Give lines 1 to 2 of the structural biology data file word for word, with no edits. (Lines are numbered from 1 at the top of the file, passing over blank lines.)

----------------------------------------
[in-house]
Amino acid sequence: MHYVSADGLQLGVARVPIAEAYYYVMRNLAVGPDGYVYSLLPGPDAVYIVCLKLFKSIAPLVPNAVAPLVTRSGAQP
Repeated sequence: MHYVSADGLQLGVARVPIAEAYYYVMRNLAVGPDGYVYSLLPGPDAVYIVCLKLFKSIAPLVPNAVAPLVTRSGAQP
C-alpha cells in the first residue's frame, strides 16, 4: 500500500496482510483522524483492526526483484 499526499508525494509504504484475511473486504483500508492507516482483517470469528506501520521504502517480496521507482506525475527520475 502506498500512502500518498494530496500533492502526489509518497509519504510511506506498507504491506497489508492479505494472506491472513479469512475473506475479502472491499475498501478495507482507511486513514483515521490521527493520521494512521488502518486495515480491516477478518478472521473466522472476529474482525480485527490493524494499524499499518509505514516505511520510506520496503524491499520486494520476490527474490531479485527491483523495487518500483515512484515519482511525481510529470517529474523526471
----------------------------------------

[in-house]
Amino acid sequence: MHYVSADGLQLGVARVPIAEAYYYVMRNLAVGPDGYVYSLLPGPDAVYIVCLKLFKSIAPLVPNAVAPLVTRSGAQP